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A small study found that hydroxychloroquine is not effective in treating patients infected with coronavirus

On Saturday, the Food and Drug Administration approved the use of two malaria drugs hydroxychloroquine and related drugs, chloroquine, for emergency treatment to treat COVID-19. The drugs were advertised by President Trump as a "game changer" for COVID-19.

However, a recent study published in a French medical journal provides new evidence that hydroxychloroquine does not appear to help the immune system remove the coronavirus from the body. The study follows two more – one in France and one one in China – which reported some benefits in the combination of hydroxychloroquine and azithromycin for COVID-1

9 patients who did not have severe symptoms of the virus [19659002] I am a medical chemist who has specialized in the discovery and development of antiviral drugs for 30 years and has been actively working on coronaviruses for seven years. I am one of a number of researchers who are concerned that this drug has been given too high a priority before there is sufficient evidence that it is actually effective.

   A small study found that hydroxychloroquine is not effective in treating infected coronavirus patients.

A study with a malaria drug in France last month showed different results from a similar study. Photo credit: Liliboas / Getty Images

There are other clinical studies that show that is not effective against COVID-19 and several other viruses . And more importantly, it can have dangerous side effects and give people false hope. The latter has led to a widespread lack of hydroxychloroquine in patients who need it to treat malaria, lupus and rheumatoid arthritis, the indications for which it was originally approved.

The idea that the combination of hydroxychloroquine with an antibiotic, azithromycin, was more effective against COVID-19, according to a study published on March 17. This study described a study of 80 patients conducted by Philippe Gautret in Marseille, France. Although some of their results appeared to be encouraging, it should also be noted that most of their patients had mild symptoms. In addition, 85 percent of patients did not even have a fever – one of the main telltale symptoms of the virus, suggesting that these patients would likely have naturally eliminated the virus without intervention.

In another study, Chinese scientists from the Renmin Hospital of Wuhan University in Wuhan, China, gave patients with only mild infections who were free of medical problems, similar to Gautret, hydroxychloroquine, published on medRxiv that has not yet been reviewed by experts. The results showed that the 31 patients who received the drug showed a reduction in their symptoms 24 hours earlier than the patients in the control group. In addition, pneumonia symptoms improved in 25 of the 31 patients compared to 17 out of 31 in the control group. As mentioned in several comments on the manuscript, there are problems with the translation of the paper, which can cloud the interpretations of some results. The paper also appears to focus more on pneumonia than on COVID-19. However, these issues can be resolved or resolved once the paper has completed the peer review process.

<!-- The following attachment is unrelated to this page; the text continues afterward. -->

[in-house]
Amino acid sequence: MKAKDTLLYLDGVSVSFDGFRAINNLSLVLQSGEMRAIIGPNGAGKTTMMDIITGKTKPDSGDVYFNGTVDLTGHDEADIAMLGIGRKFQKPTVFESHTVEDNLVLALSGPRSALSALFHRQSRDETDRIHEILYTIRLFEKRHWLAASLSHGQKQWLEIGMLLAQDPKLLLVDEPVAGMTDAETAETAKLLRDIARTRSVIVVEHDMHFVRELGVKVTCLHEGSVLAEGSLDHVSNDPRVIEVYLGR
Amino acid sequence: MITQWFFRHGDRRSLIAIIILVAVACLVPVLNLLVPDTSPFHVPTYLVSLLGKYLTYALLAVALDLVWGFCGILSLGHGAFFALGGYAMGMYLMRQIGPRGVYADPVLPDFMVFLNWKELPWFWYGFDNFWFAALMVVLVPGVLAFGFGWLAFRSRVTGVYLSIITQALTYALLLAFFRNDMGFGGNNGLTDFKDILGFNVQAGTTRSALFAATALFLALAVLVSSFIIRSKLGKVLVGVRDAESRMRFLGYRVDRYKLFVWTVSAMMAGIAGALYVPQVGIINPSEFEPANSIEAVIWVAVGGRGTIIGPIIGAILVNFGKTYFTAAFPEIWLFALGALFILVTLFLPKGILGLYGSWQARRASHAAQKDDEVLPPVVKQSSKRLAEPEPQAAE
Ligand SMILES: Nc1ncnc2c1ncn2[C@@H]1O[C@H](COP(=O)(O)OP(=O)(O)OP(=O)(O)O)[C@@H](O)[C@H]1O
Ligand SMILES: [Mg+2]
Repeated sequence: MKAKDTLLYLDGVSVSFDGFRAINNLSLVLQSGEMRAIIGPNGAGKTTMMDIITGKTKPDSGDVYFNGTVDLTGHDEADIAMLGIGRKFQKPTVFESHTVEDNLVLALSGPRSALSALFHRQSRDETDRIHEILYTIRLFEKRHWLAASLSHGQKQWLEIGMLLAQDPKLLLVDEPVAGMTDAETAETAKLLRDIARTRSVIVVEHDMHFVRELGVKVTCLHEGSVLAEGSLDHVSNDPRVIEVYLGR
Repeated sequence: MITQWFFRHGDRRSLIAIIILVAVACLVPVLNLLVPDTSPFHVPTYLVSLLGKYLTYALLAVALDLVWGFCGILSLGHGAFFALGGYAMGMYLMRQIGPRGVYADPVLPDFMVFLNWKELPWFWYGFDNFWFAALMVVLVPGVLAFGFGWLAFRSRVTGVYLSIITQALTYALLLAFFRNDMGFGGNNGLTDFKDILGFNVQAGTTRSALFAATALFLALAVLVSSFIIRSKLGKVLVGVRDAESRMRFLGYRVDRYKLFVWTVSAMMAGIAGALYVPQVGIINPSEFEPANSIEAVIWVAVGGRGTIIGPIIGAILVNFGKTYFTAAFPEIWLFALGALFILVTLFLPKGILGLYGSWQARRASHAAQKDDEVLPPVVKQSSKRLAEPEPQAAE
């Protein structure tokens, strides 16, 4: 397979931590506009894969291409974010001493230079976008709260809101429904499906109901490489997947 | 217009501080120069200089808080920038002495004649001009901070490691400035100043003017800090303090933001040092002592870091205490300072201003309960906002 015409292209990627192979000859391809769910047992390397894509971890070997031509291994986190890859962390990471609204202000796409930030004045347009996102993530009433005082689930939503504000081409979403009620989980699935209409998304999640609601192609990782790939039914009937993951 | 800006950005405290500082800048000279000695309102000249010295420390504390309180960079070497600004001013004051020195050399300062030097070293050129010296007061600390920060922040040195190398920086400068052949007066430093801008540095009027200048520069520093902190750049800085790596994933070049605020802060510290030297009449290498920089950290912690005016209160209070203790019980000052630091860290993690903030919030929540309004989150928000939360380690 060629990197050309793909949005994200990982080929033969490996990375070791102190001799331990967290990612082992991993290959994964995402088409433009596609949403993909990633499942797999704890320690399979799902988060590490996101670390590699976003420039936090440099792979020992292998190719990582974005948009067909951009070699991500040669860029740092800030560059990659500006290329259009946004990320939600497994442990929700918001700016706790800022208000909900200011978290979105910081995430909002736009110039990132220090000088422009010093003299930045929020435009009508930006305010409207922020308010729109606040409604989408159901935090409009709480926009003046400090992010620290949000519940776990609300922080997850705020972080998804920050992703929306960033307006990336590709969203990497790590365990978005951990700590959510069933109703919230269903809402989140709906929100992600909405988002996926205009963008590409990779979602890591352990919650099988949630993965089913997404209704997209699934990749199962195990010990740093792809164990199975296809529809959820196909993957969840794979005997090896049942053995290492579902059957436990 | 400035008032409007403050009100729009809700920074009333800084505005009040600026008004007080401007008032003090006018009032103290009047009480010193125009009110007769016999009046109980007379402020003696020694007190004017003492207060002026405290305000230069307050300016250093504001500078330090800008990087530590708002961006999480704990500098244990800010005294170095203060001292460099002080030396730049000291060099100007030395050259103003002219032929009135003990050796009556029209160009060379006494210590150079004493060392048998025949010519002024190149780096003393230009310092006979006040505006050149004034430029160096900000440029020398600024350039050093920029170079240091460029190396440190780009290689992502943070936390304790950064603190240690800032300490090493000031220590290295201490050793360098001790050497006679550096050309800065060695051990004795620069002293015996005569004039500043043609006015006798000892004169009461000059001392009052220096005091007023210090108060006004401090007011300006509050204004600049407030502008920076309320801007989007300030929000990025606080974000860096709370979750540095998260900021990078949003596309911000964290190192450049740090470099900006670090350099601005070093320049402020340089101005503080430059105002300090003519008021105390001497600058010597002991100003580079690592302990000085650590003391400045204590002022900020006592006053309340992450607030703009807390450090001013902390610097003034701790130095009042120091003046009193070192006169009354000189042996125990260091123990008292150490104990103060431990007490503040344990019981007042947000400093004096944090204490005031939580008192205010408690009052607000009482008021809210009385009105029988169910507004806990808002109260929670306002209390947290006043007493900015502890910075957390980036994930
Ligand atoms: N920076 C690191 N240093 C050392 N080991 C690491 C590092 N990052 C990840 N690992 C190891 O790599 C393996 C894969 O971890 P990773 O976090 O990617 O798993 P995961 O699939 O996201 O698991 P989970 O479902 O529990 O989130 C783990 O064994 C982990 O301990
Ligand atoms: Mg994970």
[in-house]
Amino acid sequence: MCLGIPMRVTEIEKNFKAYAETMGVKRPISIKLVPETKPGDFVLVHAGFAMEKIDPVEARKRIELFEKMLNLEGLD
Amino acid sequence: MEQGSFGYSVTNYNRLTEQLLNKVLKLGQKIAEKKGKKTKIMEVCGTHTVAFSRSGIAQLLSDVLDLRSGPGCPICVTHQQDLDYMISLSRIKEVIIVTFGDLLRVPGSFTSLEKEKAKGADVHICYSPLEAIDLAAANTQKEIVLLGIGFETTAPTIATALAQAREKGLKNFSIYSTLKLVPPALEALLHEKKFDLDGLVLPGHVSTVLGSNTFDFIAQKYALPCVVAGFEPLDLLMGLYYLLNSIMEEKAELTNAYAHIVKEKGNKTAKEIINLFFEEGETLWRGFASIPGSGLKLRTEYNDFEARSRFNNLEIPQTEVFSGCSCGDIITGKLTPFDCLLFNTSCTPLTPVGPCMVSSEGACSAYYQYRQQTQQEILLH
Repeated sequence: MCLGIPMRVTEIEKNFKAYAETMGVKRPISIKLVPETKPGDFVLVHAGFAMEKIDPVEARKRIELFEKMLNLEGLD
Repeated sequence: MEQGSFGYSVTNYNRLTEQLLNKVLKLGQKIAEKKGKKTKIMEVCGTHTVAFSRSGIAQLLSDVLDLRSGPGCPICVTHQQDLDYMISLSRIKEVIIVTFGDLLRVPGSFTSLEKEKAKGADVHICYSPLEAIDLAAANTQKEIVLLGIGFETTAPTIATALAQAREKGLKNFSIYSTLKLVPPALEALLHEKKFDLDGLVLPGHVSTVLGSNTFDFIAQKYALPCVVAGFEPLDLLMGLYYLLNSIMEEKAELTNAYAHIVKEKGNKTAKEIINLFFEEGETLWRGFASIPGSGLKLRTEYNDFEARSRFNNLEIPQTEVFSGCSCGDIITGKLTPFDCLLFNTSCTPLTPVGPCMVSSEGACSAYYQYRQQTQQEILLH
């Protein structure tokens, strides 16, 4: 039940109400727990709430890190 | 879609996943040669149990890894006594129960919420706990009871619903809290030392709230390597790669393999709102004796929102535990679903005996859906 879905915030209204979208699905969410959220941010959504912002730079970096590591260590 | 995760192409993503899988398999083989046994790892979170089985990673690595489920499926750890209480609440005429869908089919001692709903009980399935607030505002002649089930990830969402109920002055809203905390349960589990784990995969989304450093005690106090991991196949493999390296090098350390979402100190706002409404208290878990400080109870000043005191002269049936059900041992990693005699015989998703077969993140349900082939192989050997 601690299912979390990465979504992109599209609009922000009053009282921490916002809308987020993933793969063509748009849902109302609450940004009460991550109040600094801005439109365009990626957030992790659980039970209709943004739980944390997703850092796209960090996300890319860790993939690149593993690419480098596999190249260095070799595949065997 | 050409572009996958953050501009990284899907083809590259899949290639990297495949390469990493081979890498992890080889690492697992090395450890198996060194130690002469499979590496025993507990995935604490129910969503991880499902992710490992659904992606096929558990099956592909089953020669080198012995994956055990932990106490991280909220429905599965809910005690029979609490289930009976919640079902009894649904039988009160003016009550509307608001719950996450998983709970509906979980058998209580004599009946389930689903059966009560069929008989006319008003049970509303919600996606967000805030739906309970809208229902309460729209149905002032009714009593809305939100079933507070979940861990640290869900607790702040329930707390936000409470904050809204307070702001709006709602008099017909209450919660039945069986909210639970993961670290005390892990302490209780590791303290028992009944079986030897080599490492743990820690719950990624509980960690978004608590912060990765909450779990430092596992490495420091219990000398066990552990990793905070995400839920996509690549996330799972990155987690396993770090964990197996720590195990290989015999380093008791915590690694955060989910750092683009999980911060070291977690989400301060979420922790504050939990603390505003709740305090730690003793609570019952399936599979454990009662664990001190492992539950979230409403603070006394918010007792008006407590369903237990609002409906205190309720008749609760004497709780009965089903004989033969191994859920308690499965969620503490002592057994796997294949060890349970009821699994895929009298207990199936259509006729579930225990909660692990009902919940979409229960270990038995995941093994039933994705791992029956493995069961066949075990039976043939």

However, two further studies have contradictory results.

A second French group, led by Jean-Michel Molina, has now tested this. Combination therapy with hydroxychloroquine-azithromycin in 11 patients at the Saint-Louis Hospital in Paris, France, and their results were strikingly different .

Like the Marseille study, the Molina study was a small pilot study. Molina and colleagues used the same dosing schedule as Gautret. In contrast to the Gautret study, however, eight of the eleven patients had health problems and ten of eleven had a fever and were quite sick at the start of the dose.

These Paris researchers found that after five to six days of treatment with hydroxychloroquine (600 mg per day for 10 days) and azithromycin (500 mg on day 1 and 250 mg on day 2 to 5), eight of the 10 Patients still tested positive for COVID-19. Of these 10 patients, one died, two were taken to the intensive care unit and another had to be removed from treatment due to serious complications.

In addition, a similar study in China showed no difference in viral clearance after seven days, either with or without hydroxychloroquine, in the patients in the study. This supports Molina's results.

Despite the recent approval of this drug for use against COVID-19, questions remain regarding the effectiveness of this treatment. As Molina and colleagues remark, "Ongoing randomized clinical trials with hydroxychloroquine should provide a final answer to the alleged effectiveness of this combination and evaluate its safety."

Katherine Seley-Radtke ] Professor of Chemistry and Biochemistry and Elected President of the International Society for Antiviral Research, University of Maryland, Baltimore County

This article was from The Conversation re-released under a Creative Commons license. Read the original article .

Updated on: Apr 9, 2020 10:14:54 am IST






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